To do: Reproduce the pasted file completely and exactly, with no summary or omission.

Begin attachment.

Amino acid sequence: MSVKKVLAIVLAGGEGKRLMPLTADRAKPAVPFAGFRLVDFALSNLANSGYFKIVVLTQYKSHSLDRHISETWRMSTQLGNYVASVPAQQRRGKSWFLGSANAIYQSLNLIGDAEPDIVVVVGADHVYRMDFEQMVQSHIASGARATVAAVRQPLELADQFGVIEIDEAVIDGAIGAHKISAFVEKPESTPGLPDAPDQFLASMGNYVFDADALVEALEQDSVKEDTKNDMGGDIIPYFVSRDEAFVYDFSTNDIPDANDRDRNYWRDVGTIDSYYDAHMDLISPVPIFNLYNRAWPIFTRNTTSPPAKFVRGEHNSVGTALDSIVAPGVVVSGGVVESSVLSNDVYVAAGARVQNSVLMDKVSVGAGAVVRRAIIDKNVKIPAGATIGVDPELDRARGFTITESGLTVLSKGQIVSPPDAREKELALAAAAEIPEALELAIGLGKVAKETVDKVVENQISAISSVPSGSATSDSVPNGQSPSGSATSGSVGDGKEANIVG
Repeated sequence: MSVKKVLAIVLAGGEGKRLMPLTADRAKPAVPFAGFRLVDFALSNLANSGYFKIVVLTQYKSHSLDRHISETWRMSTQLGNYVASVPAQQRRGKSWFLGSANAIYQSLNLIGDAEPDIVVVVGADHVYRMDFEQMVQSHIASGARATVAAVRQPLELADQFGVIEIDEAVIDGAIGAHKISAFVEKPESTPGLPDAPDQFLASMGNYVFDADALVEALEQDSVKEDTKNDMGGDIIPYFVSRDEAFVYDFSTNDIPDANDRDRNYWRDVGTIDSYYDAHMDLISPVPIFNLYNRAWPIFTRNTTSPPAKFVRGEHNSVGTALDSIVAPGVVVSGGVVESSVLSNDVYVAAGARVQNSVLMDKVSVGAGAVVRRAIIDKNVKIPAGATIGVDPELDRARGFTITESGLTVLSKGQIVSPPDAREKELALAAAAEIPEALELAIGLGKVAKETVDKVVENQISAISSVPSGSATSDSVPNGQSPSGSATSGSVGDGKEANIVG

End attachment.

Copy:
Amino acid sequence: MSVKKVLAIVLAGGEGKRLMPLTADRAKPAVPFAGFRLVDFALSNLANSGYFKIVVLTQYKSHSLDRHISETWRMSTQLGNYVASVPAQQRRGKSWFLGSANAIYQSLNLIGDAEPDIVVVVGADHVYRMDFEQMVQSHIASGARATVAAVRQPLELADQFGVIEIDEAVIDGAIGAHKISAFVEKPESTPGLPDAPDQFLASMGNYVFDADALVEALEQDSVKEDTKNDMGGDIIPYFVSRDEAFVYDFSTNDIPDANDRDRNYWRDVGTIDSYYDAHMDLISPVPIFNLYNRAWPIFTRNTTSPPAKFVRGEHNSVGTALDSIVAPGVVVSGGVVESSVLSNDVYVAAGARVQNSVLMDKVSVGAGAVVRRAIIDKNVKIPAGATIGVDPELDRARGFTITESGLTVLSKGQIVSPPDAREKELALAAAAEIPEALELAIGLGKVAKETVDKVVENQISAISSVPSGSATSDSVPNGQSPSGSATSGSVGDGKEANIVG
Repeated sequence: MSVKKVLAIVLAGGEGKRLMPLTADRAKPAVPFAGFRLVDFALSNLANSGYFKIVVLTQYKSHSLDRHISETWRMSTQLGNYVASVPAQQRRGKSWFLGSANAIYQSLNLIGDAEPDIVVVVGADHVYRMDFEQMVQSHIASGARATVAAVRQPLELADQFGVIEIDEAVIDGAIGAHKISAFVEKPESTPGLPDAPDQFLASMGNYVFDADALVEALEQDSVKEDTKNDMGGDIIPYFVSRDEAFVYDFSTNDIPDANDRDRNYWRDVGTIDSYYDAHMDLISPVPIFNLYNRAWPIFTRNTTSPPAKFVRGEHNSVGTALDSIVAPGVVVSGGVVESSVLSNDVYVAAGARVQNSVLMDKVSVGAGAVVRRAIIDKNVKIPAGATIGVDPELDRARGFTITESGLTVLSKGQIVSPPDAREKELALAAAAEIPEALELAIGLGKVAKETVDKVVENQISAISSVPSGSATSDSVPNGQSPSGSATSGSVGDGKEANIVG